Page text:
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Juliet's Radiothon Story

Juliet had always been a healthy girl, until one day in 2017, she came home from school and discovered little red dots all over her body. The rash is called petechiae, and looked like a hickey mark, or broken blood vessels under her skin. She went to the doctor who suggested she get blood work. The next thing she and her family knew, they were told to go straight to the ER at the Alberta Children’s Hospital for a life-saving blood transfusion. That is where Adrienne said her life flashed before her eyes. Sixteen years ago, their then three-year-old daughter Grace was diagnosed with leukemia and went through a long journey of treatment. The ER doctors, seeing the look of worry in her eyes, shared the news that was more positive, but still worrisome, this time around. Juliet had chronic Immune thrombocytopenia (ITP), a serious blood disorder that can lead to easy or excessive bruising and bleeding because of an abnormally low level of platelets. A typical person will have between 100,000 and 150,000 platelets. Juliet had just three. It meant that one fall from the monkey bars or hit in the head by a ball on the playground could have meant severe internal bleeding. Her mom says she was a “ticking time bomb.”

Juliet was put in touch with Immunologist Dr. Nicola Wright who started her on IVIG treatment that would help give her blood clotting agents. When she and her mom went to the Hematology Unit on Unit 1 – the same unit her sister stayed – they felt at home, and a sense of relief knowing again, they would receive the best care possible. Juliet says there the nurses are caring and comforting, especially to the kids who are afraid of needles. Not her. As she will tell you, “I have watched Grey’s Anatomy since I was four. I’m not afraid.”  Meantime Adrienne has loved running into the staff who still remember them after all these years. Though the new hospital looks much different than the old one Grace might remember, one thing that hasn’t changed is what they feel when they enter. Love.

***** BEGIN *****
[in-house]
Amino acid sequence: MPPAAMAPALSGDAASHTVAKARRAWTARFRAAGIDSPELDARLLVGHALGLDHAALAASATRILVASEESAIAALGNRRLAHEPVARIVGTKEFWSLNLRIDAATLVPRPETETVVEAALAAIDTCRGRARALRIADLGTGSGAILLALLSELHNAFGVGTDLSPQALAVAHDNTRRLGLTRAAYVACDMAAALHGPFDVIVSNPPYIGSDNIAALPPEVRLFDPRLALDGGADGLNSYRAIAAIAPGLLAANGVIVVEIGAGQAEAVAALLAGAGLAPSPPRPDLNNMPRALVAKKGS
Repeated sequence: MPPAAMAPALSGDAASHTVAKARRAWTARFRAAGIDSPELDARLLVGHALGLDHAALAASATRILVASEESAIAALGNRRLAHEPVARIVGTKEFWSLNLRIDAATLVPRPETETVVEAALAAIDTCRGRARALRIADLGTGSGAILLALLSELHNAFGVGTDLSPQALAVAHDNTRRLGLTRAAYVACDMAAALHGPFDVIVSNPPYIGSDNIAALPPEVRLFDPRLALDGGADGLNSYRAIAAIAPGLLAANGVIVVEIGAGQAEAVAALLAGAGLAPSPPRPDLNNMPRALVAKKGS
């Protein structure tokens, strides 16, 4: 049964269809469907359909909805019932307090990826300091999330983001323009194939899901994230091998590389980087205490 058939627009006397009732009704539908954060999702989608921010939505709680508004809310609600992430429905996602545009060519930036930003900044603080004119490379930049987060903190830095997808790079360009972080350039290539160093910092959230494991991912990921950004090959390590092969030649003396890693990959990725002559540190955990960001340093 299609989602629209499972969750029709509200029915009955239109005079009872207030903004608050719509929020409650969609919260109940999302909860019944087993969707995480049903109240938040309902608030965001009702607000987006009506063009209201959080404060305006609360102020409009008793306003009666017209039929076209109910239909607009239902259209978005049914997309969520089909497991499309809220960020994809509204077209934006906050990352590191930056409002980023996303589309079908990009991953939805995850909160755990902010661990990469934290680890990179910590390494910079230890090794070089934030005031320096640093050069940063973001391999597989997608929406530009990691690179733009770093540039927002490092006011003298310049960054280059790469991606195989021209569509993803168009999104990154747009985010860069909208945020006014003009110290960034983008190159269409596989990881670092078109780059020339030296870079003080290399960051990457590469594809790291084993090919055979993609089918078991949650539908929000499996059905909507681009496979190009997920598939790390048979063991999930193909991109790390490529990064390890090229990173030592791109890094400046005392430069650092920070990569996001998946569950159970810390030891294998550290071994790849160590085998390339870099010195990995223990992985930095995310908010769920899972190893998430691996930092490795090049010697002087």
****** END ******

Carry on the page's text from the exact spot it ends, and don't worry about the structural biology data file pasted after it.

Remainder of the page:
Though Juliet has had to suspend some activities she loves like tobogganing and skiing because of her condition, she hasn’t let it get her down. She and her family are just so grateful for their dedicated care team and to people in the community who continue to rally around families like theirs through their generous support.

© 2021 Global News, a division of Corus Entertainment Inc.

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